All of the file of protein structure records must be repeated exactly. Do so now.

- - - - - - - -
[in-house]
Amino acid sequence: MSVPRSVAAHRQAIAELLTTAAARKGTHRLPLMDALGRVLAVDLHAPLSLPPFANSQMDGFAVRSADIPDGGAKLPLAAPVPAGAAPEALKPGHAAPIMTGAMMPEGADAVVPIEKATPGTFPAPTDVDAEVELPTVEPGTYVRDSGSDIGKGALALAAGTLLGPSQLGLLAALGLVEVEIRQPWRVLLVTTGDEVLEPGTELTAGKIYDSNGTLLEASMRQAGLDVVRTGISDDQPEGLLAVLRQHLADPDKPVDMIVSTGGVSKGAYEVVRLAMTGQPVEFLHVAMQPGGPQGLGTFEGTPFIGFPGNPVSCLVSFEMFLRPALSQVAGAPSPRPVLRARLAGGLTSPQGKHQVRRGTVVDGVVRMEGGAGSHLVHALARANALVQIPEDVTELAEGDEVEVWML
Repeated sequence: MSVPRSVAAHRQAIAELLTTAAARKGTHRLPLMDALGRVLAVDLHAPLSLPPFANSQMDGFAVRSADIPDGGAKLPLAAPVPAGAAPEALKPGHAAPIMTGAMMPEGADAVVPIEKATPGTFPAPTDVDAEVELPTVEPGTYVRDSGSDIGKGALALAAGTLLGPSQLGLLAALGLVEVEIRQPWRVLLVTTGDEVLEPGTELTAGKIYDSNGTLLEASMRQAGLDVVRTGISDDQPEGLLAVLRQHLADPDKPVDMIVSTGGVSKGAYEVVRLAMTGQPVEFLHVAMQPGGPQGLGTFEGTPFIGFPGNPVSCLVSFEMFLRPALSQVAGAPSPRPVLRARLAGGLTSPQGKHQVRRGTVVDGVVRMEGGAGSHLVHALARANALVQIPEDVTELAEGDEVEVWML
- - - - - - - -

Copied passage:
[in-house]
Amino acid sequence: MSVPRSVAAHRQAIAELLTTAAARKGTHRLPLMDALGRVLAVDLHAPLSLPPFANSQMDGFAVRSADIPDGGAKLPLAAPVPAGAAPEALKPGHAAPIMTGAMMPEGADAVVPIEKATPGTFPAPTDVDAEVELPTVEPGTYVRDSGSDIGKGALALAAGTLLGPSQLGLLAALGLVEVEIRQPWRVLLVTTGDEVLEPGTELTAGKIYDSNGTLLEASMRQAGLDVVRTGISDDQPEGLLAVLRQHLADPDKPVDMIVSTGGVSKGAYEVVRLAMTGQPVEFLHVAMQPGGPQGLGTFEGTPFIGFPGNPVSCLVSFEMFLRPALSQVAGAPSPRPVLRARLAGGLTSPQGKHQVRRGTVVDGVVRMEGGAGSHLVHALARANALVQIPEDVTELAEGDEVEVWML
Repeated sequence: MSVPRSVAAHRQAIAELLTTAAARKGTHRLPLMDALGRVLAVDLHAPLSLPPFANSQMDGFAVRSADIPDGGAKLPLAAPVPAGAAPEALKPGHAAPIMTGAMMPEGADAVVPIEKATPGTFPAPTDVDAEVELPTVEPGTYVRDSGSDIGKGALALAAGTLLGPSQLGLLAALGLVEVEIRQPWRVLLVTTGDEVLEPGTELTAGKIYDSNGTLLEASMRQAGLDVVRTGISDDQPEGLLAVLRQHLADPDKPVDMIVSTGGVSKGAYEVVRLAMTGQPVEFLHVAMQPGGPQGLGTFEGTPFIGFPGNPVSCLVSFEMFLRPALSQVAGAPSPRPVLRARLAGGLTSPQGKHQVRRGTVVDGVVRMEGGAGSHLVHALARANALVQIPEDVTELAEGDEVEVWML